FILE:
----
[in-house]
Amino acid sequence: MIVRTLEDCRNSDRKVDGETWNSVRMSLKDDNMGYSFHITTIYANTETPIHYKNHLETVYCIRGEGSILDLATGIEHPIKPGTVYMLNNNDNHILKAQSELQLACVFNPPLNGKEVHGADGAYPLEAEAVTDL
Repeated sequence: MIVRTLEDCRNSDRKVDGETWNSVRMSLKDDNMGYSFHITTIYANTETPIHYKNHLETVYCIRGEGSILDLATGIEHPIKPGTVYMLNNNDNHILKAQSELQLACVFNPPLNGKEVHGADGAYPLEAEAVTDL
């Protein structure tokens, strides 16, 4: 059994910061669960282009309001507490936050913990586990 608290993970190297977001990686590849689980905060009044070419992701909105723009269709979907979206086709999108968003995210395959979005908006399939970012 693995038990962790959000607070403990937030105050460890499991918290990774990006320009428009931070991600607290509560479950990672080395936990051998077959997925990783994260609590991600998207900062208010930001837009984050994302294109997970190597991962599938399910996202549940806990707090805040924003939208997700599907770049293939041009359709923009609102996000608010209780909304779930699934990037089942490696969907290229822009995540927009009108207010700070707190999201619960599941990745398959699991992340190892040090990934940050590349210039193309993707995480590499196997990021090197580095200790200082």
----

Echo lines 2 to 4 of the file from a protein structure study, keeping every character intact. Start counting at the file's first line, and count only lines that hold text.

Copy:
Amino acid sequence: MIVRTLEDCRNSDRKVDGETWNSVRMSLKDDNMGYSFHITTIYANTETPIHYKNHLETVYCIRGEGSILDLATGIEHPIKPGTVYMLNNNDNHILKAQSELQLACVFNPPLNGKEVHGADGAYPLEAEAVTDL
Repeated sequence: MIVRTLEDCRNSDRKVDGETWNSVRMSLKDDNMGYSFHITTIYANTETPIHYKNHLETVYCIRGEGSILDLATGIEHPIKPGTVYMLNNNDNHILKAQSELQLACVFNPPLNGKEVHGADGAYPLEAEAVTDL
């Protein structure tokens, strides 16, 4: 059994910061669960282009309001507490936050913990586990 608290993970190297977001990686590849689980905060009044070419992701909105723009269709979907979206086709999108968003995210395959979005908006399939970012 693995038990962790959000607070403990937030105050460890499991918290990774990006320009428009931070991600607290509560479950990672080395936990051998077959997925990783994260609590991600998207900062208010930001837009984050994302294109997970190597991962599938399910996202549940806990707090805040924003939208997700599907770049293939041009359709923009609102996000608010209780909304779930699934990037089942490696969907290229822009995540927009009108207010700070707190999201619960599941990745398959699991992340190892040090990934940050590349210039193309993707995480590499196997990021090197580095200790200082």